Simply said, adobo, despite the origin of its name, is a Filipino icon, diversified and yet delightful.

When you decide to have fun in any of the  7,1o7 islands of the Pearl of the Orient, don't forget to have fun eating Filipino adobo--of chicken, of pork, of beef, of shrimps, or even of bugs and frogs.

Thursday, December 8, 2011

The Philippines, the Organ Capital in Asia

The Philippines, being colonized by Spain, has become the only country in Asia blessed with an organ patrimony since 1581 with Bishop Salazar’s bringing along a portable organ when he set up the Diocese of Manila. This first organ, however, was destroyed together with the nipa-built church in a fire two years later. The three centuries of Spanish colonization is also the glorious era of pipe organ acquisition and building in the country—not only in Luzon but also in the islands of Visayas and Mindanao. It is safe to assume that all Spanish-built churches in the country before World War II have organs in support of Tridentine liturgy.


These organs was constructed with trumpets structured horizontally, divided keyboard and without pedal board typical of Spanish organs.  They were usually placed not in the middle of the choir loft but at the side of the nave instead.
San Agustin Church, Intramuros, Manila
Of these countless historical—a hundred years old or more—pipe organs in the country, only 15 managed to survive the test of time.  Six of these were restored—thanks to a scholarship program introduced in Las Piñas in support of its annual Bamboo Organ Festival.  The famous bamboo organ itself needed repair and was brought to Bonn, Germany in 1973 and stayed there until 1975 while the St. Joseph Church is also undergoing renovation.  The repair ushered the new dawn for Philippine organs. Many of these organs were in such condition that it is almost impossible to have them reconstructed as some of the parts are somewhere else if not totally wrecked and many of which are so small that only seasoned organ craftsmen would be able to identify. Strict restoration procedure is employed like the use of original materials and joining techniques.  Some parts are made of materials that cannot be found locally; they had to be imported.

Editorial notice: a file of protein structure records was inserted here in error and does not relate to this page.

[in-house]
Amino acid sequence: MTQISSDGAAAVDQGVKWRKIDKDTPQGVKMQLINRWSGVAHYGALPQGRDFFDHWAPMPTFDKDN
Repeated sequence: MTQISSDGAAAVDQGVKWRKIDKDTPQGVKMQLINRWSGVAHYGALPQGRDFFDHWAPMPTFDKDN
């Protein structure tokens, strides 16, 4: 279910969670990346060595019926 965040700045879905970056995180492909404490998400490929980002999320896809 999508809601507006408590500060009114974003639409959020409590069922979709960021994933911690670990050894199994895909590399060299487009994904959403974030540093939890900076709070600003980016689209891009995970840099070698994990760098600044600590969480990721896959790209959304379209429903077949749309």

The country’s inventory of historical pipe organs includes those in Manila—in the churches of San Agustin (restored in 1998) and San Sebastian; in Las Piñas—the bamboo organ in St. Joseph Church (restored 1975/2004); in Cebu—Argao, Boljoon and Dalaguete; in Negros Oriental—Bacong (restored 2008); in Bohol—Baclayon (restored 2008), Dimiao, Garcia Hernandez, Loay (restored 1999), Loboc (restored 2003), Loon and Maribojoc, in Zamboanga del Norte—Dapitan; and in Misamis Oriental—Jimenez (restored 2011).
Actors in the Restoration

Guy Bovet, the Swiss organ master.
The restoration of the pipe organs does not end in repair making them playable again. It would be useless and meaningless without Filipino organists to play these instruments; hence, there is a training program for would-be organists composed of young Filipinos who come from the different parts of the country where these priceless gems are located.  Swiss organist Guy Bovet thought of recording his own recitals using the restored organs around the country to come up with CD collection project entitled as “Historical Organs of the Philippines”. For every purchase, a contribution would be made for the said training program.